Jessica Stockholder, Angled Tangle, 2014: Art Basel Miami Beach 2014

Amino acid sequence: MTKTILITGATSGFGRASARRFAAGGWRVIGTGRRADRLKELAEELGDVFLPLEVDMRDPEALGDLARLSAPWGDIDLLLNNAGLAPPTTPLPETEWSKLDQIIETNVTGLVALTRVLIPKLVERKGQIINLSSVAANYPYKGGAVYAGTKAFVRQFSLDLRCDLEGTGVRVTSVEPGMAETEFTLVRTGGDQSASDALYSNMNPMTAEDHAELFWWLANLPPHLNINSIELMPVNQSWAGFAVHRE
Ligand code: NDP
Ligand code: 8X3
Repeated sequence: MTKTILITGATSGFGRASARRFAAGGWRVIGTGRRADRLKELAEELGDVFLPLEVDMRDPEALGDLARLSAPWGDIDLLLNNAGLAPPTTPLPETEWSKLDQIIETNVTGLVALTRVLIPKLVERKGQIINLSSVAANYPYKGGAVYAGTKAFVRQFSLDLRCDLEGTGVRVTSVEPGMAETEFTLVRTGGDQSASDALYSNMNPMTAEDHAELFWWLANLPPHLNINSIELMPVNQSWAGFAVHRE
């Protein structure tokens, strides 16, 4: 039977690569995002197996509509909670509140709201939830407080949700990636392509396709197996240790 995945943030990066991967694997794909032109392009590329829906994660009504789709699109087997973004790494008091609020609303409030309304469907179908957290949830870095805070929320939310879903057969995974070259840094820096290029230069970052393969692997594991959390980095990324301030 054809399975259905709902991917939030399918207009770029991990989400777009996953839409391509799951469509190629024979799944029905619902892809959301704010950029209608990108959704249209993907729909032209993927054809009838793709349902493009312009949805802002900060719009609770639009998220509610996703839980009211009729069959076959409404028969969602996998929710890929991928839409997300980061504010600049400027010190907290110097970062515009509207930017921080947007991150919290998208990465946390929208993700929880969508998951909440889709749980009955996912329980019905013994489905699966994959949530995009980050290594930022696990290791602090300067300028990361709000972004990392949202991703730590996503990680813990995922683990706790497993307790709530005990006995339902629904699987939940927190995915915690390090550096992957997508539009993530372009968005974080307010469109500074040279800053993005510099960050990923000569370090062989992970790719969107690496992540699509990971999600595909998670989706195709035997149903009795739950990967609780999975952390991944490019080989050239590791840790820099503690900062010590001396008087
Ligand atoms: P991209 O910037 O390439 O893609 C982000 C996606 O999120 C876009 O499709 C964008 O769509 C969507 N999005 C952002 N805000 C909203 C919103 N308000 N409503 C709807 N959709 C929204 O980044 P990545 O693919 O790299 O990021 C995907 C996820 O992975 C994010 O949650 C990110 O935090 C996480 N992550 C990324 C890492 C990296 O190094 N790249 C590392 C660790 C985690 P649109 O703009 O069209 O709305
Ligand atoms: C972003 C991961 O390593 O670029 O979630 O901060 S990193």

Kavi Gupta proudly presentedAngled Tangle, Jessica Stockholder’s site-responsive sculpture at Art Basel Miami Beach Public 2014. Installed on the grounds of the BassMuseum, the arrangement continued a lineage of recent large-scale public works such as Once Upon a Time, EXPO Chicago (2014),Cross Hatch (2013),Color Jam(2012) and Peer Out to See, Palacio de Cristal, Reina Sofia Museum, Madrid (2010). Angled Tangle combines various materials referencing the design of public and private spaces. The work balances graphic description with material eventfulness, andconsists of five triangles each described by a different material yellow bollards, bluebollards, a cut in the ground, diamond plate steel, and an elaborate ‘lamp shade’ ona lamp post. The lamp post holds a collection of mismatched light fixtures rangingfrom security floodlights to domestic fixtures. The triangle is compelling because itproposes a sense of autonomy while at the same time jostling with and against the rectilinear design of the lawn and walkways that contain the work. The possible angles, dynamism, and complexity of this intersection are infinite. Angled Tangle incorporates and is framed by the grass of the museum lawn and engages the space for which it was conceived. The work embeds a formal and abstract structure inside an orchestration of a visceral and immediate phenomenal experience. Stockholder’s consistent investigation into our experience with color and place spans three decades and includes drawings, small scale sculptures, and site specific installations. These vibrant works consistently carry a kind of picture making into multiple planes, allowing the viewer the unique opportunity to experience painting and sculpture simultaneously. The drawings explore different ways to intersect the landscape giving physical form to a graphic play of triangle shapes. The first ideas are ungainly and knit too completely into the landscape to be appropriate for an art fair. The final drawings describe a work that is resonant with the Miami site but is also a coherent work poised to grapple with varied contexts.